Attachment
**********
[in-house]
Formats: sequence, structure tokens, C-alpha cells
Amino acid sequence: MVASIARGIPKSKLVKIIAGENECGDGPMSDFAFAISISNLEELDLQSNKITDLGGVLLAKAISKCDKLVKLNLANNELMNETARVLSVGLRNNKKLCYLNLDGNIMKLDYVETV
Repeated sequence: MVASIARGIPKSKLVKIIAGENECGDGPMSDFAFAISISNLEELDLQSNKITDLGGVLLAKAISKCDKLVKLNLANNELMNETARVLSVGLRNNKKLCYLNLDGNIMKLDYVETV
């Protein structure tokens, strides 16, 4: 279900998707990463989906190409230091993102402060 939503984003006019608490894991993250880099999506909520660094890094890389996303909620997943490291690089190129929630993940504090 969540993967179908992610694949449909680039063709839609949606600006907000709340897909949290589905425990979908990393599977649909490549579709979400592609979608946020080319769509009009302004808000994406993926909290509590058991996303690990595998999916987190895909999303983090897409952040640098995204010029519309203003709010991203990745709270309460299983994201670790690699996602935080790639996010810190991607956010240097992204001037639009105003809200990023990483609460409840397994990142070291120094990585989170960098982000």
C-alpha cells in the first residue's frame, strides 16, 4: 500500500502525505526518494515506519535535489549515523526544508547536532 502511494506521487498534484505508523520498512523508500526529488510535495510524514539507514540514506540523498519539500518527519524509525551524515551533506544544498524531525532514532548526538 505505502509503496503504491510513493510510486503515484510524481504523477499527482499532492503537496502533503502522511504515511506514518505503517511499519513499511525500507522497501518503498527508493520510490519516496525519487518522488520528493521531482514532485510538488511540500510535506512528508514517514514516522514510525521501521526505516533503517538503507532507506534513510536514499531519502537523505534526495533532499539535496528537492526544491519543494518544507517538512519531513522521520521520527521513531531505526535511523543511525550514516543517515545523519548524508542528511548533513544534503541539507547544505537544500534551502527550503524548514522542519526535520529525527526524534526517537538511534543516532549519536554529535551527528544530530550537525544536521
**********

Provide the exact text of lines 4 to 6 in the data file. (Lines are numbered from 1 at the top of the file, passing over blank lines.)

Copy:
Repeated sequence: MVASIARGIPKSKLVKIIAGENECGDGPMSDFAFAISISNLEELDLQSNKITDLGGVLLAKAISKCDKLVKLNLANNELMNETARVLSVGLRNNKKLCYLNLDGNIMKLDYVETV
């Protein structure tokens, strides 16, 4: 279900998707990463989906190409230091993102402060 939503984003006019608490894991993250880099999506909520660094890094890389996303909620997943490291690089190129929630993940504090 969540993967179908992610694949449909680039063709839609949606600006907000709340897909949290589905425990979908990393599977649909490549579709979400592609979608946020080319769509009009302004808000994406993926909290509590058991996303690990595998999916987190895909999303983090897409952040640098995204010029519309203003709010991203990745709270309460299983994201670790690699996602935080790639996010810190991607956010240097992204001037639009105003809200990023990483609460409840397994990142070291120094990585989170960098982000």
C-alpha cells in the first residue's frame, strides 16, 4: 500500500502525505526518494515506519535535489549515523526544508547536532 502511494506521487498534484505508523520498512523508500526529488510535495510524514539507514540514506540523498519539500518527519524509525551524515551533506544544498524531525532514532548526538 505505502509503496503504491510513493510510486503515484510524481504523477499527482499532492503537496502533503502522511504515511506514518505503517511499519513499511525500507522497501518503498527508493520510490519516496525519487518522488520528493521531482514532485510538488511540500510535506512528508514517514514516522514510525521501521526505516533503517538503507532507506534513510536514499531519502537523505534526495533532499539535496528537492526544491519543494518544507517538512519531513522521520521520527521513531531505526535511523543511525550514516543517515545523519548524508542528511548533513544534503541539507547544505537544500534551502527550503524548514522542519526535520529525527526524534526517537538511534543516532549519536554529535551527528544530530550537525544536521